[Q&A Vol. I] Phew! You guys really came through with that Q&A request, so thank you. In the interest of not writing The Longest Food Blog Entry, Ever I’m going to handle these in batches of ten, in the order they were received, and pepper them throughout the next month or so. (Only on days where the task of cooking seems ludicrous–can I hear it for the day after Thanksgiving? I mean, seriously. That was the only day last November that I was skeptical about the value of daily posting.)

1. Jenifer from Houston asks: What’s your favorite messed up dish that turned out fabulous?

I suppose it goes without saying that even an undercooked, overflowing, cracked or, heck, fallen on the floor dessert is incapable of tasting bad. Fine, I’m just kidding about that floor part. What? Why don’t you believe me? That said, I have to admit that although there was too much stock/brown butter/lemon/shallot sauce in last night’s brussels and chestnuts, it was absolutely delicious over a bowl of egg noodles. I mean, I might actually make the sauce again, for that purpose alone. Total Eastern European comfort food–is it possible to feel your gene pool smiling? No Deb, that’s just weird.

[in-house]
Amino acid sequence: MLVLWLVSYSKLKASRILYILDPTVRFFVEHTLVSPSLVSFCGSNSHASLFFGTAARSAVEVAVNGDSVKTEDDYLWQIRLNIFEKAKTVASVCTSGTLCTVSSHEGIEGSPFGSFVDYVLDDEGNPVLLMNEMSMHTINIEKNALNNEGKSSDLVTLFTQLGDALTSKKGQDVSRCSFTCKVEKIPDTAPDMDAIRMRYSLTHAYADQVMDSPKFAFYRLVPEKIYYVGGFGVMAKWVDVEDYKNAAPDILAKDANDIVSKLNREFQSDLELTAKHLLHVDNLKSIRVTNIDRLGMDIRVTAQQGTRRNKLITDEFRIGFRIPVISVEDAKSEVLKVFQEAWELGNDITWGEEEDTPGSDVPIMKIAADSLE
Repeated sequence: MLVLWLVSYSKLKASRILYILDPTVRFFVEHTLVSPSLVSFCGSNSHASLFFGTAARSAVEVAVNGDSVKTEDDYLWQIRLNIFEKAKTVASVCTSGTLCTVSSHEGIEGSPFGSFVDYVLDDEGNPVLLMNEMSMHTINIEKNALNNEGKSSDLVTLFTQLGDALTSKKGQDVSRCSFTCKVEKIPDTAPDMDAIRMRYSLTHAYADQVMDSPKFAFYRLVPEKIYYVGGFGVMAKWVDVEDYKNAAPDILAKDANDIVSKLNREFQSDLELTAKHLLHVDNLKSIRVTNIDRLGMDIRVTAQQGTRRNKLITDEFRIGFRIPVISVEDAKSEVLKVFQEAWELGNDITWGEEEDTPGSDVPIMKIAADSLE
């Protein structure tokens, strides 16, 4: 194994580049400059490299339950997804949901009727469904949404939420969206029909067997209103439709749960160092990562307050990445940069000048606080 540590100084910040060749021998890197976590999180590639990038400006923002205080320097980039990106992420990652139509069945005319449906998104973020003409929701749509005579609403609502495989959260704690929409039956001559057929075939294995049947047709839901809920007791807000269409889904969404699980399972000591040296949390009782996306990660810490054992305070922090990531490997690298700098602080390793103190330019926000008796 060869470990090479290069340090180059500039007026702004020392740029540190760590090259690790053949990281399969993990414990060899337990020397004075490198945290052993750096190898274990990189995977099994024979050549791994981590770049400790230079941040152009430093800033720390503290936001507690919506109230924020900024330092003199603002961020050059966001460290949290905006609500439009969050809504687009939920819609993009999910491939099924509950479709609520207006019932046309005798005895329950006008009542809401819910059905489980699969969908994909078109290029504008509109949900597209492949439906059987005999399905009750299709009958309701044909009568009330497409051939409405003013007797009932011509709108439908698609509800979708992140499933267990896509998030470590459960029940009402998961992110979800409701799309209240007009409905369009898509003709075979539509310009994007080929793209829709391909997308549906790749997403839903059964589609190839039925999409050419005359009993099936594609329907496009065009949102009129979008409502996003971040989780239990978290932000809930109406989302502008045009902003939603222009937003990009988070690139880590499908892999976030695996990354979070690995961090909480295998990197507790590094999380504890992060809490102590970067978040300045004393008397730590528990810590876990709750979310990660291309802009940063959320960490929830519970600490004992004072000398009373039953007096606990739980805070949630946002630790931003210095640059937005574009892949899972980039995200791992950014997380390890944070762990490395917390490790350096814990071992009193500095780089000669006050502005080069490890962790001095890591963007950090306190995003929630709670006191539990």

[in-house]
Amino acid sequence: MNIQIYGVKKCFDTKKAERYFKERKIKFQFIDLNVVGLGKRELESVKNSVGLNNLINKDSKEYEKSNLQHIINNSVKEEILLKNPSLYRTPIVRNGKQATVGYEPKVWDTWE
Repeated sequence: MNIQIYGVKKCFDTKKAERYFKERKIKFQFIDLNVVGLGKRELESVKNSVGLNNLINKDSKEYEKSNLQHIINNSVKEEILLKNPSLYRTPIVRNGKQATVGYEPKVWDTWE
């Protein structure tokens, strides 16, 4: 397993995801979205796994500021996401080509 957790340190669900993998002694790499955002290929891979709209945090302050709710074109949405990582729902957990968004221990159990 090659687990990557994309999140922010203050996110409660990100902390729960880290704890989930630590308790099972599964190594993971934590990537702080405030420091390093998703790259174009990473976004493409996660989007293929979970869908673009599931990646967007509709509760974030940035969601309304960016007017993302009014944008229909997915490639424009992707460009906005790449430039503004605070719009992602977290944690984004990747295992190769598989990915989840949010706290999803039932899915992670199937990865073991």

2. Amy asks What is your very favorite tool in the kitchen? Which kitchen tool has the most interesting story (how you got it, something funny that happened while using it, whatever)?

I am a huge fan of the humble pastry blender. I know that some people like to use their fingers to rub butter into flour for crusts, others swear by the food processor (which I agree works splendidly) or the KitchenAid (haven’t gotten the hang of this for crusts yet) but I love the simplicity and fewer dishes involved in this simple tool.

I brought it home three Thanksgivings ago, actually, and Alex–wary of my mounting kitchen purchases, oh, if he only knew how bad it would get!–questioned whether something of such limited use would actually be worth owning. That night, we made three double-crust apple pies together and by the end of the night, he was a whiz with it. Since we were noobs back then, I didn’t say ‘I told you so.’ But I’m not above saying it now, heh heh. Even though I have a food processor and a zillion fancier tools now, I still go for it first.